When the year is the only part of the date calculation, years like 2012, 2013, 2016, etc., will always be 1905 because the serial number ('2014') is well below the current date's 41,000 number:




In other words, when you convert a cell to =Year(), with a result of "2014", you are saying two-thousand fourteen days since 01-01-1900 -- which happens to be sometime in 1905.  The year can vary, depending on an obscure base-date option in Excel and if Macintosh; I do not have details on these, but I would guess 1909.


Other Keyliner Excel Articles:

How to use Excel VLookup
Return First Word, Last Word, SuperTrim
Parsing City State Zip
Writing your own User Defined Functions in Excel

Sunday, July 20, 2014

How to Generate a QR Code


How to generate a QR Code

QR Codes (Quick Response) allow a smartphone to scan a code and take them directly to a website, without having to type the URL address.  The code can store other types of text data, including coupons, contact information, phone numbers, etc. These act as a convenience for your users.

http://www.keyliner.blogspot.com
QR Codes only store textual information and most commonly take you to a webaddress, youtube video, or an email.  These are "static" addresses and cannot run programs or scripts - in other words, it is not executable.  But be aware that the site you arrive at may do its own tracking or run scripts -- but this is no different than arriving at any webpage with your browser.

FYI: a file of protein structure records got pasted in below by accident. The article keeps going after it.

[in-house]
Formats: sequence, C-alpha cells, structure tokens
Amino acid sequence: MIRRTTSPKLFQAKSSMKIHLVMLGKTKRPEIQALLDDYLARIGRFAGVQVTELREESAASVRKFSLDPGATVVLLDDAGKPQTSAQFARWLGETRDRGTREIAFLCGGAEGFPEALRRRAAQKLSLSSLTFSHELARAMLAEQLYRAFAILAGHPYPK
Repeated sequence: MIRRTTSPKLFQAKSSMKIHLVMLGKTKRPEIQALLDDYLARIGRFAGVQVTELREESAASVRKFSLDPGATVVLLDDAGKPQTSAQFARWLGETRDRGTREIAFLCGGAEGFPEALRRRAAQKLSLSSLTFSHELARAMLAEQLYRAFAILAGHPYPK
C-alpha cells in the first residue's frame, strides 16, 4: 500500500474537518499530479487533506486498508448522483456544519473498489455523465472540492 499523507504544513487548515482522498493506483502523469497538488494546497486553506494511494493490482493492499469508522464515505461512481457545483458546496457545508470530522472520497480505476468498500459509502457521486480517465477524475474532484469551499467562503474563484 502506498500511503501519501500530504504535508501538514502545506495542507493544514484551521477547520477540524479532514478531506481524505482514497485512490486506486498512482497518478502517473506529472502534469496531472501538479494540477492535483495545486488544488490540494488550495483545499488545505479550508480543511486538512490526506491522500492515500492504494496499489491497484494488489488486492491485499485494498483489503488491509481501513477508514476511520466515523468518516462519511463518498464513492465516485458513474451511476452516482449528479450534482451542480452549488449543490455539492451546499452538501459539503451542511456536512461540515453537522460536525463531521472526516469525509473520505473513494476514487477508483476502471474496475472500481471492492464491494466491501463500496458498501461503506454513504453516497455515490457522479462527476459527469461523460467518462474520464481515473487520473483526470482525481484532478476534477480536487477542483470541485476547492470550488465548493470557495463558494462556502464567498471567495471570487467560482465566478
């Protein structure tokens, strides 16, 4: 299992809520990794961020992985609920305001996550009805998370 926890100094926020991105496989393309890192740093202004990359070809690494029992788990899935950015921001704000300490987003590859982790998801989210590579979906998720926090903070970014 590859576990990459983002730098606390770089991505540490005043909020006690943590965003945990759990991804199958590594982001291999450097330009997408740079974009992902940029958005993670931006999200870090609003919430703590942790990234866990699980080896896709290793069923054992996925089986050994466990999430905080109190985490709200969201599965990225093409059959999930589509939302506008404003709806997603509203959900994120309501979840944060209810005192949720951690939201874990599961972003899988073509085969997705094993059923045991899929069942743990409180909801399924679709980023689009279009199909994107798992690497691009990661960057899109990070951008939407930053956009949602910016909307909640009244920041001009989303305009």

To the right is a QR code generated free by kaywa.com and it takes you to this blog, keyliner.blogspot.com.  To read the code, download any bar-code reader for your smartphone or tablet and you can scan this code now, directly from the screen.  On Android, I like to use "Barcode Scanner" by Zxing Team (available in the App store).  Kaywa also has a code-reading App, which I have not tested.


Steps to Generate a Code:

I have used kaywa.com and VistaPrint (Business Card printing) to generate QR codes.   This document shows kaywa.com.  At the bottom of this article are other references.  Also, Wikipedia has a good article on these types of codes.

1.  Open a browser session to

qrcode.kaywa.com

2.  Choose "URL"  (Static, not dynamic)

3.  Click "Generate"

4.  "Other-mouse-click" the code, choose "Save As"
      Save the image as a .PNG


5.  Test

Use Windows Explorer and find the image.

Double-click to preview.
Scan the app with your smartphone or tablet to confirm the address.

6.  Reprint all of your business cards and marketing literature to include this code.


Note:  The first time I generated the code, it took me to a site "Congratulations: You have won a free prize".  I returned to Kaywa.com and re-generated the code and three others and did not see this problem.  I am unsure why this happened and at first thought Kaywa might be nefarious, but I see no further indications of problems and the site and their product comes recommended by others.


Mobile vs Desktop Sites:

If you are using a QR code to arrive at a URL, choose a URL designed for a mobile app, because only mobile devices will be scanning the code.

For example, arriving at http://www.keyliner.blogspot.com  (this blogging tool), it will automatically route a smart-phone to a site designed for a smaller screen.  But the same address, scanned from a larger tablet, arrives at the desktop site.  Your website may work differently.  For example, the main landing page for a desktop browser might be http://mysite.com, while a mobile device might need to arrive at http://mysite.com/mobile; use the mobile site if not automatic.